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viniciusxis

Help with terrain textures on a 2d isometric view

9 posts in this topic

Bit of a backstory, me and a friend were always gamers and Ultima Online fans, played for ages.

We always talked about if someday we did a game like it how we'd do it and well, now it's our little (lol) project.

I know i've heard and read all the dontwasteyourtimewithmmorpgs and i agree with pretty much all of it, the reason we're doing it is basically for fun and something to do with our free time.

So if you don't know Ultima Online it was one of the most played mmorpgs ever, and imo the best one ever. It is a isometric 2d view rpg with heavy PVP action. 

So after we discussed a lot about the game and such we started going around tackling each small thing (we actualy have nothing yet, just a bunch of ideas) at a time and read a bunch of tutorials and stuff on how to do most things.

I began thinking about textures and stuff, how we'd like the game to look etc, so i decided to try doing some terrain textures and see how that looks, so i began looking for all kinds of tutorials.

 

This is a picture of one of the terrain (grass) textures UO uses the most:

topic1.jpg

(sorry for using paint to edit these, its just faster)

 

After trying to follow a bunch of tutorials on terrain texturing,and failing miserably (most of them were showing artifacts, a lot of patterns, etc), my buddy made a program to test the texture and told me i needed to do them 64x64 (i was basically doing them huge as most tutorials did, also we realized that we might even need to do them 32x32), and even tried a few free textures and they looked nice (seamless and no artifacts):

 

topic2.jpg

I'll try and attach these and all the other texture files in the end.

 

This one is seamless but the problem with it was that you can actualy distinguish a tile from another, you have those patterns that are easy to see. It's very important that the terrain textures (not city/house floors etc, actual terrain) are not noticeable, as you can see in the first UO pic. After looking more and more for tutoriais and stuff about this problem (i couldn't possibly be the only one ever to experience this), i found some guy with a similar (not the same) problem and someone posted a texture in his topic. Aparently the texture was made in blender but the thread was old and had no more responses after that. I ended up trying it and i had very good results:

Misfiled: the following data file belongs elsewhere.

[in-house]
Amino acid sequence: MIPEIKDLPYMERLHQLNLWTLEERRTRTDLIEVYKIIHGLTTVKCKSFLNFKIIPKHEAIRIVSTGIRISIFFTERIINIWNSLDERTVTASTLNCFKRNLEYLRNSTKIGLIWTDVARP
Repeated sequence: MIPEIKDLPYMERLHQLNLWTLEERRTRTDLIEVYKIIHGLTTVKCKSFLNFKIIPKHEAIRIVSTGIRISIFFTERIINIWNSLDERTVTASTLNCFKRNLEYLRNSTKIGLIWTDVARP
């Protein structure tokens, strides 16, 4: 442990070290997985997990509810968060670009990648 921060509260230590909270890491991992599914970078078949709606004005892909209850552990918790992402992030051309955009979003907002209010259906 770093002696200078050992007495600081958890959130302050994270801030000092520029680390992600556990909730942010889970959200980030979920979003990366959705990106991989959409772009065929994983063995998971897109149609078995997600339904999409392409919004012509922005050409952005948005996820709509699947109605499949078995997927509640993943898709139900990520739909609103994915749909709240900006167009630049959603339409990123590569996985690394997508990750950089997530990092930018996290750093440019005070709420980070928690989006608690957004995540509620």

topic3.jpg

 

Now this one, although still a bit noticeable, was good. This is sort of what we're looking for. The thing is, its not ours, and i don't know how to make something like it (the file, which will be attached, is like a pixel art because of the small size). The color is exactly what we had in mind and it really looks like grass, but you can still see some connecting lines between tiles (it looks like a puzzle if you pay close attention).

 

What i need is someone to help me figure out how to do that in the above imagem, but also improve it and make it my own. Every one i try to make in photoshop ends up having patterns wherever the detail is (i can't simply use a green background), and mostly doesn't even look seamless and gets a lot of artifacts.

Here are a few screenshots from UO to showcase a bit more what i need:

 

topic4.jpg

This is the same grass texture  with another type of grass texture inbetween and a dirt texture (there are transiction textures to all of these, i'll attach one).

 

topic5.jpg

More from the second grass texture.

 

topic6.jpg

Snow texture.

 

As you can see, in all these pictures you can't really notice the tile (which is the goal). You may see the pattern but the important thing here is to not notice when a tile begins and another one ends.

 

We also really like the Torhclight2 graphics, specially the terrain (we really want something that seems more drawn/hand painted than what we have in UO, but ultimately we just need unoticeable tiles).

 

pet_stag_action.png

 

So, can i get some help? Any help is apreciated (links to tutorials, actual direct help on doing them, etc).
I'm new to the community and definitely looking forward to be an active member!

edit: Sorry in advance if my formatting is bad or out of line, please let me know. Like i said, i'm new! Thanks!

edit2: The Files!

[attachment=22692:uotext1.jpg][attachment=22693:uotext2.jpg][attachment=22694:uotext3.jpg][attachment=22695:tile.png][attachment=22696:asdz.jpg][attachment=22697:1.png]

Edited by viniciusxis
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A: welcome to the forums.
B: you piled in a lot of info, but also alot of unessential information, in the future the smaller and more to the point your posts, the more likely you are to get responses.

C: a simple trick to make tiles look seamless is to flip them along both the x and y axis, basically every other tile gets flipped along it's corresponding axis. this basically allows you to create a nice seamless pattern, however this can unfortuantly give you diffrent interesting patterns in it's place. Really it'll come down to having a decent texture artist that can make some nice repeatable patterrns. You might also try having multiple textures of the same grass type.